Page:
Samuel Fisher, quoted in Rex Ambler, The Quaker Way: A Rediscovery

Fisher, writing in 1661, has touched the key, I think, to our contemporary heart-searchings over theism and nontheism, Christian Quaker and universalist Quaker. If God is God, then by definition he is “beyond all definition of ours”. We are small and recent creatures on the quite small third planet of a medium-sized star in one of the spiral arms of a beautiful but rather average galaxy, one of more than 100 billion in the universe we have so far been able to observe. How would we be able to hold in our dear and glittering minds the ground of all that being – and all that is, unimaginably, besides?

Attempting to specify God, or to delineate those who have access rights to God or not, is not so much wrong as ridiculous. All we can do is love those who, like ourselves, have that of God within them. We are all just entities, and share far more of our limitations than anything that sets us apart.

Other than that, all we can do is keep silence, and wait. Only in the dark of that unknowing – that relinquishment of knowing – will come our own real and lived experience, the presence and Light of that which is within and beyond us, as it is within and beyond all things. In itself it is No Thing, for it is without limit or beginning, and is not dependent; yet within it all things live, and move, and have their being – loved even, and held beyond time and distance.

Quaker and Hesychast (Slight Return)

I come back again and again in my heart, and in my own life of prayer, such as it is, to this parallel between Quaker practice and the hesychasm of the early church, the tradition of which runs on today in the Orthodox churches.

I have written of this before on this blog, and while I’d normally ask my readers simply to follow the link, what I wrote then comes so close to what is on my mind today that I think the only thing to do is to reblog the entire post here:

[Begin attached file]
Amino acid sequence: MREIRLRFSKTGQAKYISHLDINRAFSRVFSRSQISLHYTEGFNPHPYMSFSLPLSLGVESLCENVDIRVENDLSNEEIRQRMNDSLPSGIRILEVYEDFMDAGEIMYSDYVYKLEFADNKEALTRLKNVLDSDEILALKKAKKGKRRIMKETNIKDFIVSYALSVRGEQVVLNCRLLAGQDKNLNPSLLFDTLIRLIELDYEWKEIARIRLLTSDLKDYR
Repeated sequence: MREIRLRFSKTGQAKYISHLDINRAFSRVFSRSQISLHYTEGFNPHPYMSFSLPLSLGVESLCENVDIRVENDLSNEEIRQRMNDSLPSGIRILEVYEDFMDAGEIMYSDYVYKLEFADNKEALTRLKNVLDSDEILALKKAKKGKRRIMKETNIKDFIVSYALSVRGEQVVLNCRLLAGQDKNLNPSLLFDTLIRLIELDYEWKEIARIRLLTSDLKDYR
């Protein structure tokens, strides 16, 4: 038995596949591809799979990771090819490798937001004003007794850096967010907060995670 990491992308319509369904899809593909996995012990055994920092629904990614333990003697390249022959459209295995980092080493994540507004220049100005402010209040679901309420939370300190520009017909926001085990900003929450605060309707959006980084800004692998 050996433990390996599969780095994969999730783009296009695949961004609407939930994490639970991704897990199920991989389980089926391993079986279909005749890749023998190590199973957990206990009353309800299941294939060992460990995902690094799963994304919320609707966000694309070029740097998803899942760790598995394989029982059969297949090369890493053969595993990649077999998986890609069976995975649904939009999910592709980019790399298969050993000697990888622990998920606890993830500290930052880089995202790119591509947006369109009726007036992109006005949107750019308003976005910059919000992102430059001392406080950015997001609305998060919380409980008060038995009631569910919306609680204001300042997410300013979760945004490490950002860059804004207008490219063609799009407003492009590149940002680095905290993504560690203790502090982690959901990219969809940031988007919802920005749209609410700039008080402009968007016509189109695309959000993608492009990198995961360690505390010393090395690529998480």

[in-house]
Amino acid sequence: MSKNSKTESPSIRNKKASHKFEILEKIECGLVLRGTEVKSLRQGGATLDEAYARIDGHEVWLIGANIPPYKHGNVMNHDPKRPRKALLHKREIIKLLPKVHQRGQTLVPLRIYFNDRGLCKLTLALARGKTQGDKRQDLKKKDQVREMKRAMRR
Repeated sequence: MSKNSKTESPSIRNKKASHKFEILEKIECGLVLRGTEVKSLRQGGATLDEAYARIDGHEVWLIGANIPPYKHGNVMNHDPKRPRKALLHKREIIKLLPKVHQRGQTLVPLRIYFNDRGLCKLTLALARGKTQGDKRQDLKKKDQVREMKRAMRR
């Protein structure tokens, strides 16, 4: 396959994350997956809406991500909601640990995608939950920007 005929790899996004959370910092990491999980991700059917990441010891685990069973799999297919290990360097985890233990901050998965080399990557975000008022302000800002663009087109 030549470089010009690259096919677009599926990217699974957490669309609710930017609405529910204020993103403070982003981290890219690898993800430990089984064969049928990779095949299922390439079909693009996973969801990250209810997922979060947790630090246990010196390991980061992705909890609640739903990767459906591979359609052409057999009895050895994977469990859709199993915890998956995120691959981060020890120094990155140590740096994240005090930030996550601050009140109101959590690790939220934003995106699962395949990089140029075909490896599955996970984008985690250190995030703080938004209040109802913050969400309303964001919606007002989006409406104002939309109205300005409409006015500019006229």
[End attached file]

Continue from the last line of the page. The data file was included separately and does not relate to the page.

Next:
Very early in the history of the Christian church, certainly by the 4th century, the term hesychasm, the life of silence,  began to appear in the writings of scholars like John Chrysostom and Evagrius Pontikos, as well as in the writings of the Desert Fathers and Mothers. Hesychasts, as they became known, were practitioners of a tradition of contemplative prayer based on the Jesus Prayer, “Lord Jesus Christ, Son of God, have mercy on me, a sinner,” that was available to everyone, regardless of education, ordination or formal membership of a monastic community.

Simon Barrington-Ward writes that

This prayer is marked by a compunction and penitence. It has the sense of a kind of joyful mourning of one’s own and the world’s pitiableness. It knows our need to be rescued and saved, with tears. It is expressed in short, urgently or longingly repeated prayer directed to Jesus present in the heart, a presence to which the person praying seeks to turn his or her waking and sleeping thoughts (‘I slept but my heart was awake’, Song of Solomon 5:2) and whole life.

There is a sense of immediacy, or personal experience of the presence of God, from the very start of the hesychast tradition, that will be immediately familiar to Friends. Writing of the work of Symeon the New Theologian (949-1022) Barrington-Ward goes on to say,

For Symeon, the resurrection is not only in the future. It begins here and now… He wrote out of an overwhelming encounter with the living Christ and with the Holy Spirit, through whom he claimed the resurrection of us all can occur.